Improving the Accessibility of your Mainstream Digital Content


People with print disabilities can find traditional publications difficult or impossible to read. You can make a difference to your customers, meet legal requirements and expand your market share if you take steps to be an inclusive publisher, building accessibility into your content from the very beginning. See the resource an Introduction to Inclusive Publishing to understand the terminolgy and concepts involved in mainstream accessibility.

Many publications are now designed for digital distribution and consumption, to be read on smartphones, tablets, computers, e-readers, and more. People with print disabilities can use accessibility features to achieve the best possible reading experience to suit their individual needs. The promise of a consistent, accessible reading experience can be achieved by following industry standards and guidelines.

Adding accessibility to an existing file is like adding accessibility ramps to an old building – a retro fit that can be time consuming and expensive. It is much more efficient to build accessibility into the start of your publishing workflow, so that it becomes an integral step in your content development process.

The EPUB 3 format provides the chance to offer the most accessible experience to your users and the Ace by DAISY EPUB accessibility checking tool is available to help you in your efforts. There is plenty of help available both in the resources listed on the side menu on this page and in the guidelines pages of this website.

What is an Accessible Publication?

To be universally accessible, a digital book should have the following features:

  • Readable with assistive technologies.
  • Text should fit all screen sizes.
  • Adjustable text font, color, font size and line spacing.
  • Navigable by chapter, section, page, sentence and more.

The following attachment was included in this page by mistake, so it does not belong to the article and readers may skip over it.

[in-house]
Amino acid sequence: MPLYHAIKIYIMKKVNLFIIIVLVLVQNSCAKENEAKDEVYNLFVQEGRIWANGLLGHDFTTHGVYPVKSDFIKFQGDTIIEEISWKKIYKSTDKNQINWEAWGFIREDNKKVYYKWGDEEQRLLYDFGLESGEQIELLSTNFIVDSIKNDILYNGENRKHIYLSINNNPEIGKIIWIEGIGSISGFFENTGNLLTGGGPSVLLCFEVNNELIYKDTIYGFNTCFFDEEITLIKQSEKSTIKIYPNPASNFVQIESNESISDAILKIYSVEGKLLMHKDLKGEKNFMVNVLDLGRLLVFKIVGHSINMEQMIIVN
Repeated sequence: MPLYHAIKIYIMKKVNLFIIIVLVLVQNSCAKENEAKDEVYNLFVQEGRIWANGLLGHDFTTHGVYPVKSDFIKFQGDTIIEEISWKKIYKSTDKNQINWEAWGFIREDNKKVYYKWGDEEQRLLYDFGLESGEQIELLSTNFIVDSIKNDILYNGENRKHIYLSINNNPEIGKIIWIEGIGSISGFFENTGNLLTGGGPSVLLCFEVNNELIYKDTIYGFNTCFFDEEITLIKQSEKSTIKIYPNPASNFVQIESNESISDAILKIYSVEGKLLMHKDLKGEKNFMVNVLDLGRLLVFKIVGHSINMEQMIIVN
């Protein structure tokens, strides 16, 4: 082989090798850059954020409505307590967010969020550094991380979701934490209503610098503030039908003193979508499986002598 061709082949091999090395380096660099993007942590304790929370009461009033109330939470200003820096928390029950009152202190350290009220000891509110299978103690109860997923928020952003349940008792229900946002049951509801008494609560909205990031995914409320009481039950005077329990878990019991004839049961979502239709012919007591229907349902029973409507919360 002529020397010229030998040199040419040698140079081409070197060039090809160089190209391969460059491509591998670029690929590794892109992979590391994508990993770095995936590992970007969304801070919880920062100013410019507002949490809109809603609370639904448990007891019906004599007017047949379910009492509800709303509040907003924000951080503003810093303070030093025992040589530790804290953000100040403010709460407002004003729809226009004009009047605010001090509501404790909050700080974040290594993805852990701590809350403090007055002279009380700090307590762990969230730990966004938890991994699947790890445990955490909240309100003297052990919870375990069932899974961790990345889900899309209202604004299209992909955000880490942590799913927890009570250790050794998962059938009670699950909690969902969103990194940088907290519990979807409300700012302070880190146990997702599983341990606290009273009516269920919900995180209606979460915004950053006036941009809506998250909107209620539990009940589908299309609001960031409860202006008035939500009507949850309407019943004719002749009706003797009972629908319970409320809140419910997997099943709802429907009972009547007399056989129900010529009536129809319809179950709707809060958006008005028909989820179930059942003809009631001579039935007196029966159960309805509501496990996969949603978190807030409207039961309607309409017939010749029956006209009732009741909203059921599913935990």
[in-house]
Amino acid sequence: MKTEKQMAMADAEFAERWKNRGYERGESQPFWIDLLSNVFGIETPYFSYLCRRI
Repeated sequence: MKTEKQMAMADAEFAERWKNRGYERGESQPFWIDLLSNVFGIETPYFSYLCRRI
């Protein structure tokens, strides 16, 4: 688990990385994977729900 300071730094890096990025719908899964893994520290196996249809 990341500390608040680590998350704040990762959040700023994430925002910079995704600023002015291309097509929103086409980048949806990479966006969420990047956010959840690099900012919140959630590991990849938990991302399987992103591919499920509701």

• Options to skip footnotes, sidebars, producer notes, and page numbers when reading with text-to-speech.
  • Work with different input methods e.g. keyboard, mouse, and touch.
  • Contain image captions and text descriptions for charts and graphs.
  • Videos should be captioned or accompanied by text transcript.
  • Readable on multiple platforms and devices such as computers, mobile phones, tablets, refreshable braille and digital book readers.
  • Page numbers should match the print version of the same book.

Press Release From The LIA Foundation in Italy

Mario Barbuto Confirmed as President of Fondazione LIA Barbuto: “We have come a long way and we are now looking ahead to the implementation […]

NISO Plus 2021

February 22nd to 25th, 2021

The NISO Plus Conference has been devised as a place where publishers, vendors, librarians, archivists, product managers, metadata specialists, electronic resource managers, and much […]

Inclusive Publishing 2020 Review

2020 has been an unusual year for us all and as we look forward to a more positive year in 2021, Richard Orme, Chief […]

New Australian Research Offers a Valuable Insight into Accessible Publishing

The findings of an exploratory survey of Australian book publishers seeking to better understand the issues affecting the production of accessible content show that […]

W3C Announces the First Public Working Draft of EPUB 3.3

The EPUB 3 Working Group has published four First Public Working Drafts today for EPUB 3.3. This technology defines a distribution and interchange format for digital […]